- Four weeks appears to be a long time to keep such an option open, especially considering many permanent employees can be terminated with less than four weeks notice, depending on their contract of employment and any applicable award or legislative provisions.
"Once a casual employee has elected to become and been converted to a fulltime employee or a part-time employee, the employee may only revert to casual employment by written agreement with the employer…"
- These provisions will impose various paperwork and administrative requirements on the parties, which in practice are likely to fall on the employer.
"If a casual employee has elected to have his or her contract of employment converted to full-time or part-time employment in accordance with paragraph (c)(i), the employer and employee shall, in accordance with this paragraph, and subject to paragraph (c)(iii), discuss and agree upon:
1 whether the employee will convert to full-time or part-time employment; and
2 if it is agreed that the employee will become a part-time employee, the number of hours and the pattern of hours that will be worked either consistent with any other part-time employment provisions of this award or pursuant to a part time work agreement made under Chapter 2, Part 5 of the Industrial Relations Act 1996 (NSW);
Provided that an employee who has worked on a full-time basis throughout the period of casual employment has the right to elect to convert his or her contract of employment to full-time employment and an employee who has worked on a part-time basis during the period of casual employment has the right to elect to convert his or her contract of employment to part-time employment, on the basis of the same number of hours and times of work as previously worked, unless other arrangements are agreed between the employer and the employee…"
- The provisions appear to overlook the fact that clients of recruitment firms, and not recruitment firms themselves, determine the number of hours worked.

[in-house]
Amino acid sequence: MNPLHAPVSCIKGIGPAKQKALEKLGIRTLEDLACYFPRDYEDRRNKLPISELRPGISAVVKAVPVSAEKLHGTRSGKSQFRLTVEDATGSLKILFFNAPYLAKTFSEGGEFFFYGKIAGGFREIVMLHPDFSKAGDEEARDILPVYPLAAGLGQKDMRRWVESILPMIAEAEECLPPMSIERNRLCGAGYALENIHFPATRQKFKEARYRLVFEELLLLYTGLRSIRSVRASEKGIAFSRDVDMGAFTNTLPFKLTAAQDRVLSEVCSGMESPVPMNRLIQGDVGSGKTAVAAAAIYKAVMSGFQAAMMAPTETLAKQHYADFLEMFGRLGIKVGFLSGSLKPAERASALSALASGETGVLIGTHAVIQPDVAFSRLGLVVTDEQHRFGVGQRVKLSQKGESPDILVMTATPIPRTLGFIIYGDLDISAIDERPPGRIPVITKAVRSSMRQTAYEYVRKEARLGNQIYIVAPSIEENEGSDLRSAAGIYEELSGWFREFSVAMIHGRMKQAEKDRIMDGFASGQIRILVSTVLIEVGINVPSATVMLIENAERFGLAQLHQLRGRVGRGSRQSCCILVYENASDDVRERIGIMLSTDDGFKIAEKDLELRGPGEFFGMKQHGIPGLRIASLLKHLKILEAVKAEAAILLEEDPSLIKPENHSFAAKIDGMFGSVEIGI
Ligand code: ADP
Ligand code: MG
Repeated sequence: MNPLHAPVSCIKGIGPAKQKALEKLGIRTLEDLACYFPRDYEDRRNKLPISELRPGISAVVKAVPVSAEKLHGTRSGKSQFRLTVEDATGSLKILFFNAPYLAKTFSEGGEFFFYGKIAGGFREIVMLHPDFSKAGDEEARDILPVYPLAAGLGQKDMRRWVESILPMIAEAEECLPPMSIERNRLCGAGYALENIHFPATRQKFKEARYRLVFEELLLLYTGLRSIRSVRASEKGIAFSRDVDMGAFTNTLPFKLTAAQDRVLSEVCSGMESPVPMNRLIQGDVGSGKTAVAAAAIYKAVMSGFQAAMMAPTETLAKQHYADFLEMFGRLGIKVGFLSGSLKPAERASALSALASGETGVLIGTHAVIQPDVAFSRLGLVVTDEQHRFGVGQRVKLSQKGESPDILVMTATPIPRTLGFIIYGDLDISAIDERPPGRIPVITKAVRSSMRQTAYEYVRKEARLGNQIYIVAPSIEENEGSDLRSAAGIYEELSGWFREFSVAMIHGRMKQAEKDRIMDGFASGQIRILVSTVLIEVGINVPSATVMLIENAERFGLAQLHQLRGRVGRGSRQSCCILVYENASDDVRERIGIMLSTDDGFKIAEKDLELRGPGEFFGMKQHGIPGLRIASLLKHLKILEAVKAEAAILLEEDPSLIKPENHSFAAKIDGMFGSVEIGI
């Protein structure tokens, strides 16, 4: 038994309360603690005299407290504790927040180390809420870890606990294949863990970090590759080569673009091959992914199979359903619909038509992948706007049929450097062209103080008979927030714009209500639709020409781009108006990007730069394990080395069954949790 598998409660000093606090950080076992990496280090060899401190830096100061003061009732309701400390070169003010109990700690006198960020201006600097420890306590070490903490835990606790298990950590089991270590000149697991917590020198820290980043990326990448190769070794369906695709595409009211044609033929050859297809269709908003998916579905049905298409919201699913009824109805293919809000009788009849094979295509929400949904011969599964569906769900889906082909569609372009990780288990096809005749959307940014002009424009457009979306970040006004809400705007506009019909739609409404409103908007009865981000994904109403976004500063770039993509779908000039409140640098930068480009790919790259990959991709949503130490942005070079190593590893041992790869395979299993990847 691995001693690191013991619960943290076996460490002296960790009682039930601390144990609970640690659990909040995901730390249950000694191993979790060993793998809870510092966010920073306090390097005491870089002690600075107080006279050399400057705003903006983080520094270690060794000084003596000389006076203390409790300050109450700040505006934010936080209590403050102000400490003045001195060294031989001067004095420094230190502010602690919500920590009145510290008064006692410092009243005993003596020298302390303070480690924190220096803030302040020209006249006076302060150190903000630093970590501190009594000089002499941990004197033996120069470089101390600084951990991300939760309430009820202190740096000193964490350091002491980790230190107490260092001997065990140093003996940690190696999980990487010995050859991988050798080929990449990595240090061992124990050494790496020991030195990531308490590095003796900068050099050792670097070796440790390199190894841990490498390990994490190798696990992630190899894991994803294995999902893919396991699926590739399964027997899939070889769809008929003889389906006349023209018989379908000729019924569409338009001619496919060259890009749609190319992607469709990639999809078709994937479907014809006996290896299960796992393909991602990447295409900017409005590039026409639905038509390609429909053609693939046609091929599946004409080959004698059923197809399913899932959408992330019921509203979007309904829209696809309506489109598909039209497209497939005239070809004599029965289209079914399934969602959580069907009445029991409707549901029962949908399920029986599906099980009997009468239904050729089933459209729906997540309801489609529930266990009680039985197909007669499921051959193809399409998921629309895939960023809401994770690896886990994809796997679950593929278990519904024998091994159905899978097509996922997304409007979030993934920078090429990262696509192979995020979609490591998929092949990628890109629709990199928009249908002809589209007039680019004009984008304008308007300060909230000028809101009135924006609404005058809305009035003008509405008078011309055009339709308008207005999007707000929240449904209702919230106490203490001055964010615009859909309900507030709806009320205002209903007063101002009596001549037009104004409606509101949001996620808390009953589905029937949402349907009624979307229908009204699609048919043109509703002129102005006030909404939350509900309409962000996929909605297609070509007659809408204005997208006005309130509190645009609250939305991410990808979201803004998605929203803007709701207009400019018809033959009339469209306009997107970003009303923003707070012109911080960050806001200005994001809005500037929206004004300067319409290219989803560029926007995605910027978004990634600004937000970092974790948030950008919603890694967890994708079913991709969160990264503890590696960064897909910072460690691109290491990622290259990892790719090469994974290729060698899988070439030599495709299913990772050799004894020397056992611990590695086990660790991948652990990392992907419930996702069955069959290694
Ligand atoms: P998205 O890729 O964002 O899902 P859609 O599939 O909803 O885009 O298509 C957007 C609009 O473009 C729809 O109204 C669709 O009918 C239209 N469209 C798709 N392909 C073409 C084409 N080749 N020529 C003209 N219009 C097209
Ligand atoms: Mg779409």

Clause 5 (c)(vii)
"Following an agreement being reached pursuant to paragraph (vi), the employee shall convert to full-time or part-time employment. If there is any dispute about the arrangements to apply to an employee converting from casual employment to full-time or part-time employment, it shall be dealt with as far as practicable and with expedition through the disputes settlement procedure…"
- Dispute resolution is time consuming and may be costly;
- Disputes at the workplace force an employer to "take their eye off the business" which may impact on the quality of service they are able to provide to their clients.
Clause 5 (c)(viii)
"An employee must not be engaged and re-engaged, dismissed or replaced in order to avoid any obligation under this subclause…"
- This clause is likely to be argued widely and creates uncertainty;
- This clause arguably reduces the effect of the changes to unfair dismissal laws under the WorkChoices Legislation, particularly for employers with less than 100 employees. It is possible that an employer covered by the Temporary Clerks Award, and who has dismissed an employee, may be exposed to claims for breach of this award provision, when that employer may have otherwise been protected from an unfair dismissal claim under the WorkChoices Legislation.